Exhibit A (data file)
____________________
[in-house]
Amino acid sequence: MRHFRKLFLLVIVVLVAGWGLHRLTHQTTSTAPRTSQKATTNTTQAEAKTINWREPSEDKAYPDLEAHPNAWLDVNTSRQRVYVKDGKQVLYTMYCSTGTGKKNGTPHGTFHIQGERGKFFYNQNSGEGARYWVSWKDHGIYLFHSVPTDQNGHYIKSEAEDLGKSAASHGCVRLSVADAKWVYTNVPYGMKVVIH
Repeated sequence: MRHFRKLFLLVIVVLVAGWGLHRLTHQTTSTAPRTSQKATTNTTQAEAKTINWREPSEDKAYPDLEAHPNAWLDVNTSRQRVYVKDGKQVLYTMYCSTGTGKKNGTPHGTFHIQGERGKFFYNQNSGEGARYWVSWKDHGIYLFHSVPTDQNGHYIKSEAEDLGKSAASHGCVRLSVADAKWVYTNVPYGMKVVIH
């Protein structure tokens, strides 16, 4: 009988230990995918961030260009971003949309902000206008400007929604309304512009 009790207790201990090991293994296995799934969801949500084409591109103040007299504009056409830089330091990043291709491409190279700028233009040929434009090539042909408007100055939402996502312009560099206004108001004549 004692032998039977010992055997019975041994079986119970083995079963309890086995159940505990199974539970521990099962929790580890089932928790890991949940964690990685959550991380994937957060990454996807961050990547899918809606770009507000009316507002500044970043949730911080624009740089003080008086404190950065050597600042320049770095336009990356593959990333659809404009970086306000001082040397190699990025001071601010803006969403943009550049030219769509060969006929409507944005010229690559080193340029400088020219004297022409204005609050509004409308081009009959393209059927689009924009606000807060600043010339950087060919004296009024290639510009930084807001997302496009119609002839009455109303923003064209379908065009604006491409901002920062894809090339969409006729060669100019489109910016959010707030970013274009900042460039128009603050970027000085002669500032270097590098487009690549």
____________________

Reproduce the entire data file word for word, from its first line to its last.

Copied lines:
[in-house]
Amino acid sequence: MRHFRKLFLLVIVVLVAGWGLHRLTHQTTSTAPRTSQKATTNTTQAEAKTINWREPSEDKAYPDLEAHPNAWLDVNTSRQRVYVKDGKQVLYTMYCSTGTGKKNGTPHGTFHIQGERGKFFYNQNSGEGARYWVSWKDHGIYLFHSVPTDQNGHYIKSEAEDLGKSAASHGCVRLSVADAKWVYTNVPYGMKVVIH
Repeated sequence: MRHFRKLFLLVIVVLVAGWGLHRLTHQTTSTAPRTSQKATTNTTQAEAKTINWREPSEDKAYPDLEAHPNAWLDVNTSRQRVYVKDGKQVLYTMYCSTGTGKKNGTPHGTFHIQGERGKFFYNQNSGEGARYWVSWKDHGIYLFHSVPTDQNGHYIKSEAEDLGKSAASHGCVRLSVADAKWVYTNVPYGMKVVIH
């Protein structure tokens, strides 16, 4: 009988230990995918961030260009971003949309902000206008400007929604309304512009 009790207790201990090991293994296995799934969801949500084409591109103040007299504009056409830089330091990043291709491409190279700028233009040929434009090539042909408007100055939402996502312009560099206004108001004549 004692032998039977010992055997019975041994079986119970083995079963309890086995159940505990199974539970521990099962929790580890089932928790890991949940964690990685959550991380994937957060990454996807961050990547899918809606770009507000009316507002500044970043949730911080624009740089003080008086404190950065050597600042320049770095336009990356593959990333659809404009970086306000001082040397190699990025001071601010803006969403943009550049030219769509060969006929409507944005010229690559080193340029400088020219004297022409204005609050509004409308081009009959393209059927689009924009606000807060600043010339950087060919004296009024290639510009930084807001997302496009119609002839009455109303923003064209379908065009604006491409901002920062894809090339969409006729060669100019489109910016959010707030970013274009900042460039128009603050970027000085002669500032270097590098487009690549």